Ryan Holiday says that the best marketing for your current book or creative project is to begin working on your next one. Creative work is never a one-and-done deal. It is continuous; you’re always working on something. There is always more to be unearthed from the well. Creativity is an endless source of material if we think like this. Something can always be reversed, twisted, turned, flipped, and associated with something else.
“Nobody wants to read your shit.” — Steven Pressfield
When it comes to marketing and promoting your creative work, Steven Pressfield reminds us that “Nobody wants to read your shit.” Now, your “shit” in this context is anything you’ve created. Pressfield uses “read” because, truly, nobody wants to read anything. Nobody wants to take the time to read your shit. Nobody wants to read your script. Nobody wants to read your blog post. Nobody certainly wants to read your first draft. In a world where absolutely nobody wants to read, what makes you think they want to read your stuff?
While the lesson may be harsh, it prepares you for what comes next for your newly minted creative project: Likely nothing. You play to crickets. You “launch” your book and you play to an audience of 1: yourself. Now, the other real work begins. Audiences, like creative projects, are not built overnight. They require daily work in marketing and promotion and giveaways. Once you grasp that nobody wants to read your shit, you begin to understand how important audience or platform building is to your creative future.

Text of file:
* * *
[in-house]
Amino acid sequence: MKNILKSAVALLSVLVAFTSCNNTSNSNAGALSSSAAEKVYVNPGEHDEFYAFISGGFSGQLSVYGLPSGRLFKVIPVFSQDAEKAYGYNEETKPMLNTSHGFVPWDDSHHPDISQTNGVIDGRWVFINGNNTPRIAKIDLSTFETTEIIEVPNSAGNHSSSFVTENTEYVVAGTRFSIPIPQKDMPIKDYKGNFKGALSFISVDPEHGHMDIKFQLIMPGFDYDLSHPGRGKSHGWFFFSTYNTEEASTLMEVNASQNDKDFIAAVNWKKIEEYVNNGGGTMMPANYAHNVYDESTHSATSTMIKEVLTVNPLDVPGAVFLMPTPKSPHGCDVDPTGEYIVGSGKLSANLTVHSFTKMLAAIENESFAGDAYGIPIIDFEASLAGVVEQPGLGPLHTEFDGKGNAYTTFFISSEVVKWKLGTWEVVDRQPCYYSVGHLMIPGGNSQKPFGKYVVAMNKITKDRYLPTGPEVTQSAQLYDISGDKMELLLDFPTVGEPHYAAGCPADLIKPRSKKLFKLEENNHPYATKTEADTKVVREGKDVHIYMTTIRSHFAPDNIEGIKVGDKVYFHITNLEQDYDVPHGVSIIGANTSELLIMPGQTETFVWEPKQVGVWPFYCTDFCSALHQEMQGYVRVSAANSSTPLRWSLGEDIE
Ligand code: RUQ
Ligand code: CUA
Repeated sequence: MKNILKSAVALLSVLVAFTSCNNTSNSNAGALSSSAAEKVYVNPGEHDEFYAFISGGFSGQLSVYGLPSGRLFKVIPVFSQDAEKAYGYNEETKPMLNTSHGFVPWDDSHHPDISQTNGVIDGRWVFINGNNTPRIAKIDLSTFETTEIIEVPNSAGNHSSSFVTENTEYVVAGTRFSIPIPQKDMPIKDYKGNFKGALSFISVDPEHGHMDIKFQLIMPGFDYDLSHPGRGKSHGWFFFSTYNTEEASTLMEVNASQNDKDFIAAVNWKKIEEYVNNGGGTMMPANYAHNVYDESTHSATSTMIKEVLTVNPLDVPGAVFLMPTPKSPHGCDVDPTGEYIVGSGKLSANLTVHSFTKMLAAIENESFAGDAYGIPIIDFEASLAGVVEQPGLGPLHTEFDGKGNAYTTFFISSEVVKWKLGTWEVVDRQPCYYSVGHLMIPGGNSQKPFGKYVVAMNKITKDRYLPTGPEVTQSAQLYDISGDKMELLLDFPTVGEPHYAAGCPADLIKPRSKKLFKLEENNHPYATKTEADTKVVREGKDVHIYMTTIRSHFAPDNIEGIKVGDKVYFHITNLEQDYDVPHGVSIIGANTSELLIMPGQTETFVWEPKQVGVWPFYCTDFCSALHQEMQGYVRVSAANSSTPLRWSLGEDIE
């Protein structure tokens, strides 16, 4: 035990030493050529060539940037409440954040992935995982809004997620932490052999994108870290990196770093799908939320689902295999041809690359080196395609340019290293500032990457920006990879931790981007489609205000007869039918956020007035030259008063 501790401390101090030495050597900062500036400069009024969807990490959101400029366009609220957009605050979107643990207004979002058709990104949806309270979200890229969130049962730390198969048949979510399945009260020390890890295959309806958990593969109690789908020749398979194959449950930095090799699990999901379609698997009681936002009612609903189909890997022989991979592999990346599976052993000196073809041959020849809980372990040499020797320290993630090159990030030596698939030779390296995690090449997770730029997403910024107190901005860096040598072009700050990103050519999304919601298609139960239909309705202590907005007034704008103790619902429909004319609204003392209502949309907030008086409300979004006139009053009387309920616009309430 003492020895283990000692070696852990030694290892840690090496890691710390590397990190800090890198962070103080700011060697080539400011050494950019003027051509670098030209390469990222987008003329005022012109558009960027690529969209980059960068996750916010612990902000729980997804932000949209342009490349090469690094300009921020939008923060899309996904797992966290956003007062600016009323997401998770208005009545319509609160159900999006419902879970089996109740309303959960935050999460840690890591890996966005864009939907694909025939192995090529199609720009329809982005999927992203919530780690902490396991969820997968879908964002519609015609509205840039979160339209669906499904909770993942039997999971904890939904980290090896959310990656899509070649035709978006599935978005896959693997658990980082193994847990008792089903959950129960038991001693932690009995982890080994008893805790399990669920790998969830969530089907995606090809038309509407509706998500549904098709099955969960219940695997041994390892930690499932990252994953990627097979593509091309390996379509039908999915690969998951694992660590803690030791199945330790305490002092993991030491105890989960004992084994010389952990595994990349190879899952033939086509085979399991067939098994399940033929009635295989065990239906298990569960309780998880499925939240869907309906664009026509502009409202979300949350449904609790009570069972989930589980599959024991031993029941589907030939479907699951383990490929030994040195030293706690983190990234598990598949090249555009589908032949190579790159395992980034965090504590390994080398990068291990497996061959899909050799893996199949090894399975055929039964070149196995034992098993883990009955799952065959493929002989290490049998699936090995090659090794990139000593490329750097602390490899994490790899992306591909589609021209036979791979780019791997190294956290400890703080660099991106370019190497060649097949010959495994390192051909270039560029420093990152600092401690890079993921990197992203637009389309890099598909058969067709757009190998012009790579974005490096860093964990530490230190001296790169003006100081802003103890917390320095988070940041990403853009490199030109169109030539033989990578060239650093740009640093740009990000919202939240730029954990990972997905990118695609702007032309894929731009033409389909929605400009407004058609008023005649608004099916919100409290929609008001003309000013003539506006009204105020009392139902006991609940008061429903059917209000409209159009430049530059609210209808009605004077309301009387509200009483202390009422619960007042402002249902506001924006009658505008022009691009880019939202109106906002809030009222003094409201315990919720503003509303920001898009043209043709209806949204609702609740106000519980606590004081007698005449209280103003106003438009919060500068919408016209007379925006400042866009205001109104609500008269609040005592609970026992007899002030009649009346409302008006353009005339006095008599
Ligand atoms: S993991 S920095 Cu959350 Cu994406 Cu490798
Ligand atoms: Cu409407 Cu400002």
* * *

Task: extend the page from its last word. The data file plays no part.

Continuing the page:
Sometimes talent isn’t enough.
The creative world is chock-full of boxes and boxes and boxes of books by first time authors who thought that if they built it, people would come. While it is sad in a way, it is another difficult lesson in creative work that just because you wrote it / created it / sang it / painted it, doesn’t mean people will show up. Who is more powerful in Hollywood? The Uber-talented screenwriter that is an unknown to the studios or the seasoned producer with three big hits to his credit, giving him walk-in credibility with the studios, not to mention, he gets meetings? Sometimes talent isn’t enough. The guy with the big list can potentially move those boxes of books while the writer without the list to market to has to buy more storage space.
The other powerful lesson in Pressfield’s statement is that when you grasp it, you develop empathy with your audience. You begin to question your creative work and see it from the audience’s perspective instead of just your own. You think, “OK. Nobody wants to read this. Got it. Well, if I got someone’s attention for five seconds, what would they like to read / watch / see next that would capture that attention for another five seconds? Where’s the next dramatic move? Who does what to whom? When?” This makes you a better storyteller and attention-getter. We can all work on being better storytellers.
When you start from the perspective of “Nobody wants to read this,” it steels you against mediocrity and self-delusion. While it may sound like a cynical place to begin creating, you’re genuinely happy and elated to see your work gain audience attention. This attention has to be earned. You won’t settle for just any kind of work. You won’t settle for two drafts or three drafts. You’ll iterate and iterate and iterate; hone and hone and hone until you’ve got it to where your audience is happy with it.